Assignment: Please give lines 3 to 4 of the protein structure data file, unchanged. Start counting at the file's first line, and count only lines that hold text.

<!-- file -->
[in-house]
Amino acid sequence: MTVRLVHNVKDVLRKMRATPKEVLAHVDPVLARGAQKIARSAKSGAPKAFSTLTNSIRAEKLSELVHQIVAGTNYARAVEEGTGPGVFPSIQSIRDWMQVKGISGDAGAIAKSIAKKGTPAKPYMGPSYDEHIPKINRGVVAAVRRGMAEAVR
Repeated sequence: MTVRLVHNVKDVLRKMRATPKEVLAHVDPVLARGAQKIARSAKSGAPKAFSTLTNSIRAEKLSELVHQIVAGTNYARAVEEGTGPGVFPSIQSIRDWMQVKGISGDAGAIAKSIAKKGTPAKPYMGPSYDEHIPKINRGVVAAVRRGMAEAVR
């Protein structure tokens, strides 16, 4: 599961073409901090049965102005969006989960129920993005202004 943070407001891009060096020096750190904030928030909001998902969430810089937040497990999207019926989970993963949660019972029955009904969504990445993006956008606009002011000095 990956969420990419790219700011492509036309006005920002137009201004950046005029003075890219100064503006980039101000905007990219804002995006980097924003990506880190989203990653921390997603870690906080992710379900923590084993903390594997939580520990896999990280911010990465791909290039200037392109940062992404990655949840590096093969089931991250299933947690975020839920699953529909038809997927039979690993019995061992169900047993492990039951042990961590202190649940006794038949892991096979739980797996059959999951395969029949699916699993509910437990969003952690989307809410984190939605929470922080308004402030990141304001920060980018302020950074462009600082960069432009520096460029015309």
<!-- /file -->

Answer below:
Repeated sequence: MTVRLVHNVKDVLRKMRATPKEVLAHVDPVLARGAQKIARSAKSGAPKAFSTLTNSIRAEKLSELVHQIVAGTNYARAVEEGTGPGVFPSIQSIRDWMQVKGISGDAGAIAKSIAKKGTPAKPYMGPSYDEHIPKINRGVVAAVRRGMAEAVR
């Protein structure tokens, strides 16, 4: 599961073409901090049965102005969006989960129920993005202004 943070407001891009060096020096750190904030928030909001998902969430810089937040497990999207019926989970993963949660019972029955009904969504990445993006956008606009002011000095 990956969420990419790219700011492509036309006005920002137009201004950046005029003075890219100064503006980039101000905007990219804002995006980097924003990506880190989203990653921390997603870690906080992710379900923590084993903390594997939580520990896999990280911010990465791909290039200037392109940062992404990655949840590096093969089931991250299933947690975020839920699953529909038809997927039979690993019995061992169900047993492990039951042990961590202190649940006794038949892991096979739980797996059959999951395969029949699916699993509910437990969003952690989307809410984190939605929470922080308004402030990141304001920060980018302020950074462009600082960069432009520096460029015309």